JapaneseGreenTeaIn.com Benifuuki

Japanese Green Tea In BenifuukiOne of the most interesting things about the benifuuki tea cultivar is that when it’s processed as a green tea, it has a high content of methylated catechins.

This compound has been shown to relieve allergy symptoms.

That has been the main reason why powdered benifuuki green tea has become popular in Japan.

Thanks to www.japanesegreenteain.com I received a complete pack of benifuuki green tea powder.

Since I also suffer from allergies, I’ll tell you about my experience with this tea.

Reviewing a benifuuki green tea powder

The recommendations are to drink this tea daily, and for an extended period of time. I have been drinking it daily for a month.

At least 3 grams a day would be ideal, but that’s where I find it somewhat inconvenient.

Normally, one should serve it with about 120 ml (4 oz) of hot water and drink it four times a day.

Four times a day is too much for me, not because I don’t drink that much tea but because I don’t like to drink the same type of tea so often.

Anyway, the powder has a fresh aroma, although it has much less sweetness and overall depth than a matcha.

Once prepared it appears to be a very mild tea. It’s not bad.


Most people would find it easy to drink. It isn’t bitter nor astringent. So far so good.

I also tried two times a day instead of four, preparing with 1.5 grams of tea for 200 ml (6.6 oz) of water. The flavor is pretty much the same.

I drink matcha every morning, so decided to kill two birds with one stone and drink this tea as a matcha as well. With 1.5 grams per matcha, I would only need to take it twice a day.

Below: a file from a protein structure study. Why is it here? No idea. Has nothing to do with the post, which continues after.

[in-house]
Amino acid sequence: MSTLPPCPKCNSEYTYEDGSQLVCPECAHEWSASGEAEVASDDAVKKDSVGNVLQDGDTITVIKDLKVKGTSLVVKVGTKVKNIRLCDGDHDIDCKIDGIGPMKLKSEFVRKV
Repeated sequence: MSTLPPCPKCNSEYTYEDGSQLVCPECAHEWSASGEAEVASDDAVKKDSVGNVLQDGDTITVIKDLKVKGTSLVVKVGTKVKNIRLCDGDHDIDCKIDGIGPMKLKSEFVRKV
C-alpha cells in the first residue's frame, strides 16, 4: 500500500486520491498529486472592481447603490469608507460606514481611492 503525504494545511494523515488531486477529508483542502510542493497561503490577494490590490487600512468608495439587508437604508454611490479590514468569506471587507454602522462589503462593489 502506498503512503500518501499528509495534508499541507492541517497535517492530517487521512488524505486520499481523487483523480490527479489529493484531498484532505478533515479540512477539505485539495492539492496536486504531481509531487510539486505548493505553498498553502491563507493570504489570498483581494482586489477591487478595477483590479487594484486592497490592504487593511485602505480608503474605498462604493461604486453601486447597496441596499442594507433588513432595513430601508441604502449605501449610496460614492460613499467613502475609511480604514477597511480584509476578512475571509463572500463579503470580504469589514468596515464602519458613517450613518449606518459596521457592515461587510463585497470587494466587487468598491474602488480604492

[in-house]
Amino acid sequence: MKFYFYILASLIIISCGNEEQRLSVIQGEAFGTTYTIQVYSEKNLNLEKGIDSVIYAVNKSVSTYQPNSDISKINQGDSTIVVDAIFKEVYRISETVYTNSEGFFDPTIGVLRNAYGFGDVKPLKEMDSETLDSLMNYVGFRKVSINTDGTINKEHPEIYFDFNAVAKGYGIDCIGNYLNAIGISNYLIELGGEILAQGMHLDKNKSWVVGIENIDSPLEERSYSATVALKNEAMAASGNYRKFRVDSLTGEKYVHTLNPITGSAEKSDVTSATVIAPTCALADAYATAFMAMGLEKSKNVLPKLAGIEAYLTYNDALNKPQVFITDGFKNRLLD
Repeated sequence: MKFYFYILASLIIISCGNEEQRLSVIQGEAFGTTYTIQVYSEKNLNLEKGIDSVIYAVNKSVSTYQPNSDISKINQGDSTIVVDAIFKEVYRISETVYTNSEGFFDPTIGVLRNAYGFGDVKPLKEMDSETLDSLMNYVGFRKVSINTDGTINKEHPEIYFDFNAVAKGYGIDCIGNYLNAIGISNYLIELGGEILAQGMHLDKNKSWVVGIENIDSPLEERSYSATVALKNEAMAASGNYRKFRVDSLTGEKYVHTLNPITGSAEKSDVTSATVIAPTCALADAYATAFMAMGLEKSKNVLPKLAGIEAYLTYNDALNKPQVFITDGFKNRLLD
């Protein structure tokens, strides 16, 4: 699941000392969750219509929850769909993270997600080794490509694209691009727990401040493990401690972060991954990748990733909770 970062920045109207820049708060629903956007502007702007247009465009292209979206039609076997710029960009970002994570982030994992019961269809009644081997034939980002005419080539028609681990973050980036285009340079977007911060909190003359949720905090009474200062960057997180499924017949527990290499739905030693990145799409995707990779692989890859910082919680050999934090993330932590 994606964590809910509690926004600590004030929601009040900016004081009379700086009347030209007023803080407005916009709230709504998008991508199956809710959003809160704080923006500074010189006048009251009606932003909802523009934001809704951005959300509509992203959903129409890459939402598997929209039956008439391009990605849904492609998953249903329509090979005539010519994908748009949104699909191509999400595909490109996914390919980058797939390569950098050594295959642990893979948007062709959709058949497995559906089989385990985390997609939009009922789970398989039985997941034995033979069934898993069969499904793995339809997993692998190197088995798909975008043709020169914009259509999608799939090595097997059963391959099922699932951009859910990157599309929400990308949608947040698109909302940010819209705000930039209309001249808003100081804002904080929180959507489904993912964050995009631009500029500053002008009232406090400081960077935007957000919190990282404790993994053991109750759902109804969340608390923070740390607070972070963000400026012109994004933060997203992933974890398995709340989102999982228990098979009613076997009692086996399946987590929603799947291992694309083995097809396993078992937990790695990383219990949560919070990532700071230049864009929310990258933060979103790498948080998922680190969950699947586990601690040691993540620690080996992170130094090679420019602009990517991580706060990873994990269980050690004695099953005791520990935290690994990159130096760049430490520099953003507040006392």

Perhaps the taste would be bolder that way also.

Benifuuki powder prepared as a matcha

Japanese Green Tea In Benifuuki brewedI went ahead and added 1.5 grams of benifuuki powder to 60 ml (2 oz) of water at 80 °C (176 °F) and whisked it until it foamed.

It didn’t foam so easily, as you can see in the picture.

Both the appearance and taste remind me of a culinary grade matcha.

There is a noticeable astringency and bitterness. The aftertaste feels very dry, and there isn’t much sweetness at all.

In conclusion, preparing it as a matcha might not be such a good idea after all. But if you already drink culinary matcha daily, the substitution would be an easy one.

I kept drinking it that way for a full month to see if my allergy symptoms would decrease.

I found that they were reduced, but not eliminated. For a person like me, it was a good outcome because I have allergic episodes each week.

I’m left with mixed feelings about this tea. While it has a positive effect regarding health, having to drink it daily as a medicine and at the right dose sort of takes the joy out of drinking green tea.

For casual tea drinkers with allergies, this tea can be a good choice. But in my case, I like to drink different types of green tea each day.

Another option would be to use it for culinary purposes and thus consume the daily dose in a different form, but I didn’t go that far.

Still, this cultivar isn’t so common, so you might want to give it a try.

Leave a Reply

Your email address will not be published. Required fields are marked *

Scroll to top